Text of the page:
Ponder, who is based in Portland, keeps an Instagram of the project while Brones, who lives in Paris, blogs monthly recaps. The duo feels that the positive feedback they’ve received from social media is a good sign that they’re adding value of some sort, rather than just over-sharing. 

“Every month that I post on my own blog, I get comments from regular readers that I know are following—and they are not people I know in real life,” Brones said. “We had someone on Instagram say recently that she loved the feed and found it really inspiring. That's all I have ever wanted from sharing—to get other people to get after it in their own ways.”

As with any goal, there are bound to be setbacks, such as a month where a knee injury put Brones below her mileage target. But the pair aren’t worried about failing publicly; they say the project is much more about the conversation they’re creating with each other and their followers. 

“Ultimately, I think that sharing our journey can be inspirational to others whether or not we achieve the goal,” Brones said. “This is much more about the process itself.”

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The Really Weird Trend of Breast Milk as Energy Beverage

There are grown men who drink breast milk. For some, it’s undoubtedly a kink. But for others, it’s something else: a “God-given” performance-enhancing elixir—and believers are paying top dollar for it online. Once a fringe gym-rat movement, now athletes of various stripes are chugging the stuff in search of a high-energy protein fix.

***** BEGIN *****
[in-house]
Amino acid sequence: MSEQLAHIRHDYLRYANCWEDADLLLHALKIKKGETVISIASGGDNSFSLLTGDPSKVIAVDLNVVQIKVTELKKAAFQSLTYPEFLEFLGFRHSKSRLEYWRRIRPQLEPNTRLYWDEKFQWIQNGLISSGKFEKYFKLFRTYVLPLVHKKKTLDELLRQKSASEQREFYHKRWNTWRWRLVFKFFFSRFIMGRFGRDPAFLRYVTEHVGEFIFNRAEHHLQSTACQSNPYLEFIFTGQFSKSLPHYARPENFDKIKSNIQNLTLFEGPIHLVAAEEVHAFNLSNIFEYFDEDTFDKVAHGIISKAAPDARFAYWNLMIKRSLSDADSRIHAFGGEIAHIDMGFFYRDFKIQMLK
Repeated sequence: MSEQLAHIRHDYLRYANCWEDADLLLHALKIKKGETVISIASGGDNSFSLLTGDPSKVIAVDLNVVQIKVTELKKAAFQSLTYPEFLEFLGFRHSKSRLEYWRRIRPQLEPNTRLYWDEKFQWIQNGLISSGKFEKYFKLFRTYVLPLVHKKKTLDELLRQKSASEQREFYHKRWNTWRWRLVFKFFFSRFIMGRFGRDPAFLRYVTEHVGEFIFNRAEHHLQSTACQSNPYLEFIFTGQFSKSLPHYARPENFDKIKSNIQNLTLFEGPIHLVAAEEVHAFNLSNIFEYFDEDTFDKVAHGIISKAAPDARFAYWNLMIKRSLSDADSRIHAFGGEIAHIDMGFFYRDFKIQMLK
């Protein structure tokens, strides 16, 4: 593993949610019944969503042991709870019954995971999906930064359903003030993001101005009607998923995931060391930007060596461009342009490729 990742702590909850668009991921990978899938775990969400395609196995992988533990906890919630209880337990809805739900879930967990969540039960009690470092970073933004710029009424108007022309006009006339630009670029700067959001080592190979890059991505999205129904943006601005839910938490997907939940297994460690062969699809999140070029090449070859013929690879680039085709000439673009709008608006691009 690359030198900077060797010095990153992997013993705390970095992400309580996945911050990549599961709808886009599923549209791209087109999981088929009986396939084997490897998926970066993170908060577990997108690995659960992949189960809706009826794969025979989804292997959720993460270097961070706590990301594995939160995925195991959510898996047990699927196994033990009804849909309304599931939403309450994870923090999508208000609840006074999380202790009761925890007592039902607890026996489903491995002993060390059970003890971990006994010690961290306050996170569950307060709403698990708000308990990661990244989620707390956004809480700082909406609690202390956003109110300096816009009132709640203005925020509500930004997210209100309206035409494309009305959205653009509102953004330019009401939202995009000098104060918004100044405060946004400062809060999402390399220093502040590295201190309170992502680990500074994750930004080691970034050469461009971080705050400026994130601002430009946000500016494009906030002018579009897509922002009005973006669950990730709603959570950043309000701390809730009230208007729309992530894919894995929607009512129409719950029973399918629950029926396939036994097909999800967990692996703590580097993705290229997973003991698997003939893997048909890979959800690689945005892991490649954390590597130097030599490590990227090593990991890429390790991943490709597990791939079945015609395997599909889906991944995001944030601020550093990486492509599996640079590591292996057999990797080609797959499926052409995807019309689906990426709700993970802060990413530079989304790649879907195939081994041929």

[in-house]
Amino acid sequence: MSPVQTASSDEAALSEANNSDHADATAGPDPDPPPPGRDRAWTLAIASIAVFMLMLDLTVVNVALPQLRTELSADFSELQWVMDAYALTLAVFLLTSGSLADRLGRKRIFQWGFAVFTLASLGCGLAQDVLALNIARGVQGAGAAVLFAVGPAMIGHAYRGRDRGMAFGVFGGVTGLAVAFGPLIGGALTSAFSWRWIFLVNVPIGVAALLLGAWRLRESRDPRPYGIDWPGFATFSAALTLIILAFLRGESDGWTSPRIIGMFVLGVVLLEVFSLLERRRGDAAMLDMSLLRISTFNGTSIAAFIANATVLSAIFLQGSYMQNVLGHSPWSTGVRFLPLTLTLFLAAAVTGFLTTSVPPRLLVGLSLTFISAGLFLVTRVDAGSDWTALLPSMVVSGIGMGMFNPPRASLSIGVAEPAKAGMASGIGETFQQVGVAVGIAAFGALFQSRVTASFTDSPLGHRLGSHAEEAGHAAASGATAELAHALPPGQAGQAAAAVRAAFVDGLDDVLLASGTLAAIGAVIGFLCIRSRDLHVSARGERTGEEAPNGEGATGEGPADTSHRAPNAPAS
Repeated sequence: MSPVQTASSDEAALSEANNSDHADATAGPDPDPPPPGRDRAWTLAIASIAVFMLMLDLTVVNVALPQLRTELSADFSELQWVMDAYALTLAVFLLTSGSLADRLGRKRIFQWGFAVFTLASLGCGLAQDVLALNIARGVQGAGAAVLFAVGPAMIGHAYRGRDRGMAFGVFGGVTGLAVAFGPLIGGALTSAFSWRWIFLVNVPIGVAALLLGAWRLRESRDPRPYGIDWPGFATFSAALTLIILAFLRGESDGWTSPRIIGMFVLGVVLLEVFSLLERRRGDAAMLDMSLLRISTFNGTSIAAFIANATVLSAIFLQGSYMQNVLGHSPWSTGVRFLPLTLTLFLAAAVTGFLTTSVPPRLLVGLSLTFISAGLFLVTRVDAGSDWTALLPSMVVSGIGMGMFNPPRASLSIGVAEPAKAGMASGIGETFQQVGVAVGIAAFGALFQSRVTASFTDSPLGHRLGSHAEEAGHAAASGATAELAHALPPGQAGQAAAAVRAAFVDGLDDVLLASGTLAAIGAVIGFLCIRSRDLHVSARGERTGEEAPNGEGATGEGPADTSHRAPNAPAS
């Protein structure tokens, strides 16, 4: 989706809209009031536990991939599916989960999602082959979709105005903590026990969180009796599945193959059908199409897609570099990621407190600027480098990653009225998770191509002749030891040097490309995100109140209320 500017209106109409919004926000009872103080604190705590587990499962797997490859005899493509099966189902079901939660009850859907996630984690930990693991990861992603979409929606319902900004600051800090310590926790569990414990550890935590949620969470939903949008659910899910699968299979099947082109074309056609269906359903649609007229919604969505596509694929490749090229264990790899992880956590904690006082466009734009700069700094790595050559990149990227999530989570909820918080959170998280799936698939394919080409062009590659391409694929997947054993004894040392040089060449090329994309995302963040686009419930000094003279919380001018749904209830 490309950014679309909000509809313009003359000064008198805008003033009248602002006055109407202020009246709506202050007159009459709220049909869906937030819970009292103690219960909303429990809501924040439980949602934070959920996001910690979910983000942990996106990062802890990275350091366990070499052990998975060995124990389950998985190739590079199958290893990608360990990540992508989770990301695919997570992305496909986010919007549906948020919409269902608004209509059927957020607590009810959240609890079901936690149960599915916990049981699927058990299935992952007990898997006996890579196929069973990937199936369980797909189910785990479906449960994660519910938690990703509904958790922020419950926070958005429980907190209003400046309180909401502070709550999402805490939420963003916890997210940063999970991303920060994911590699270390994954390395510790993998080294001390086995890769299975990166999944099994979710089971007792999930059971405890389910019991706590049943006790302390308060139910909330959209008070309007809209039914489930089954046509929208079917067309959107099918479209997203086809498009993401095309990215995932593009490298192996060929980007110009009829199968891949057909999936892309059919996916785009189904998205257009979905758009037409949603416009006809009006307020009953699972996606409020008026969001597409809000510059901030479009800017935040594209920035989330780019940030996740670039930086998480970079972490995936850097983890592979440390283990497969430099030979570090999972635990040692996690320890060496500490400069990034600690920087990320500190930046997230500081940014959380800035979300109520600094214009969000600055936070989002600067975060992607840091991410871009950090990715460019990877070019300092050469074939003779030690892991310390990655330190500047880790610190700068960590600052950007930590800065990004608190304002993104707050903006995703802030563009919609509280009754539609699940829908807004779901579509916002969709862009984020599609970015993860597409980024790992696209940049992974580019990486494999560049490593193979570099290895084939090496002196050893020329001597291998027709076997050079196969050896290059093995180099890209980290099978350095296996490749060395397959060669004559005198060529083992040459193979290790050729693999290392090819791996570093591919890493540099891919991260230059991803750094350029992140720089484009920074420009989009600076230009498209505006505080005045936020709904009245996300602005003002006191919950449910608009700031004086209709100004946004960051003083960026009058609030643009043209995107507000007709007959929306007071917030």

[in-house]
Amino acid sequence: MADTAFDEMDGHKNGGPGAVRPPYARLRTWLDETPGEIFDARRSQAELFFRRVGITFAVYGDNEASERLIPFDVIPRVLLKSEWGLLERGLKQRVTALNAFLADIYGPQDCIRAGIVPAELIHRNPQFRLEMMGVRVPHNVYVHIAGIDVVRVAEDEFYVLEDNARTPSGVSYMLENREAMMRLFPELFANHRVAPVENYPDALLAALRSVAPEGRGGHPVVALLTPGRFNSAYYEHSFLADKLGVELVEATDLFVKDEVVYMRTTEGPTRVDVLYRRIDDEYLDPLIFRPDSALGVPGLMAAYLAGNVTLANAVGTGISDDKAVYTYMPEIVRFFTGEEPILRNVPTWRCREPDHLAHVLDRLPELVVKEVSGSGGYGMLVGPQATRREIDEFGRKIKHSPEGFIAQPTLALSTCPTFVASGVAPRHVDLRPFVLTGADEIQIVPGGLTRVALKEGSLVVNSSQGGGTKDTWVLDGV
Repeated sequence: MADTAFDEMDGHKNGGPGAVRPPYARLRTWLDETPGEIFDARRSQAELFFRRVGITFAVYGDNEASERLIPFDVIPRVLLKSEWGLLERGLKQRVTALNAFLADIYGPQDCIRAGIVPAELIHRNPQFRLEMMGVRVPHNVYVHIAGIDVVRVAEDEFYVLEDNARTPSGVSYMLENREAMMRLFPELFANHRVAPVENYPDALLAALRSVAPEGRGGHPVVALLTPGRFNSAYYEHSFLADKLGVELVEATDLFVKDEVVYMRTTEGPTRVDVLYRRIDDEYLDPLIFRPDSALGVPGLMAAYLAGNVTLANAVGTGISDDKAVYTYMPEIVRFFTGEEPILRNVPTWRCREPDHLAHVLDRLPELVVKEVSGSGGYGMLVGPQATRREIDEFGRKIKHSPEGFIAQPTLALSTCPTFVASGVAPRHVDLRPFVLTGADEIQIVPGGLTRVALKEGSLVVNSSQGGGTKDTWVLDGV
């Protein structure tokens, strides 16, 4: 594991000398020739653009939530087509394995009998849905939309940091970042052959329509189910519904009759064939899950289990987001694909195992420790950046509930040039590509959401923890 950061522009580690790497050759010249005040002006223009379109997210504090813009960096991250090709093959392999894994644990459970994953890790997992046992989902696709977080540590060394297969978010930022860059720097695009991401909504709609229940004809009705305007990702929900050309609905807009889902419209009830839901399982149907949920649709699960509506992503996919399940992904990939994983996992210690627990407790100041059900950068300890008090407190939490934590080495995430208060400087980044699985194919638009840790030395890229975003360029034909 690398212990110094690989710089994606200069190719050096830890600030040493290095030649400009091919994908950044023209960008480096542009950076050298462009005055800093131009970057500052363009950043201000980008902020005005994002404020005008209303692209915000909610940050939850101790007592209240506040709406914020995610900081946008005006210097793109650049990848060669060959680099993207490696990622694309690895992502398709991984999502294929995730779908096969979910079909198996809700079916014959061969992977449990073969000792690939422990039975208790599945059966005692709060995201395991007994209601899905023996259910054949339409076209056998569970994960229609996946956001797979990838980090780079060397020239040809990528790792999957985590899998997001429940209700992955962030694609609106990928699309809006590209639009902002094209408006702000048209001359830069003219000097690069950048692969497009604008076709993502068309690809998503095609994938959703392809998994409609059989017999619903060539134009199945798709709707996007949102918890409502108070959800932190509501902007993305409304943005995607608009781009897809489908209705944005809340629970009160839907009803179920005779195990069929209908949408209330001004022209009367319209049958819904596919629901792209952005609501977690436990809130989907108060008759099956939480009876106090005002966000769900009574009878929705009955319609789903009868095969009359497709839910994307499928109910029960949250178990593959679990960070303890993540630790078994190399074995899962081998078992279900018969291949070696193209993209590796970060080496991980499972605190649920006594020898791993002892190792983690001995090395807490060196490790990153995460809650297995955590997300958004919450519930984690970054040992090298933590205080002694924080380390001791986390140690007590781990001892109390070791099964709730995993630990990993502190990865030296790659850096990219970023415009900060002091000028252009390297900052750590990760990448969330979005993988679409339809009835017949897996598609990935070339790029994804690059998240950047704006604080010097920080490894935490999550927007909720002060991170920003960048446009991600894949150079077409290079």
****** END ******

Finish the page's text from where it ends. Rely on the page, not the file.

Far away from government oversight or official scrutiny, hundreds of gallons of breast milk flow through online classifieds, according to one of the leading online facilitators, OnlytheBreast.com. The site officially caters to mothers who want to sell their “liquid gold” (their language, not ours) to other women, but about a third of the requests for milk on the site are posted by men. The demand has set off an arms race among the 10 percent of women willing to sell their milk to the other sex. One St. Louis provider catering to athletes boasts that her milk is best because she adheres to a “Paleo-style diet with added grass-fed butter,” only organic foods, and a daily regimen of supplements including charcoal and probiotics.

The “breast is best” believers drink this stuff up. They say that the milk is more nutritious than anything you can get from a cow, best for body building, the secret to fighting off disease, and a sure-fire way to boost energy levels. It’s the energy drink of the future, New York Magazine reports.

It’s too bad it’s soggy logic—on all counts, says Bo Lonnerdal, a professor of nutrition and internal medicine at University of California at Davis. “I don’t see much sense in it all,” she says. “It doesn’t provide more energy than other drinks with the same energy content.”

Which brings us to protein. Fans of human breast milk point to its supposedly superior whey-to-casein ratio of 60-to-40, compared to nearly the inverse 20-to-80 of cow’s milk. But a liter of breast milk has only one-third the total protein of cow’s milk. And it contains nearly twice as much lactose sugar, making it sweeter than cow’s milk and a poor choice for those who are lactose intolerant. Then there’s breast milk’s fat content, which varies widely based on the donor’s diet.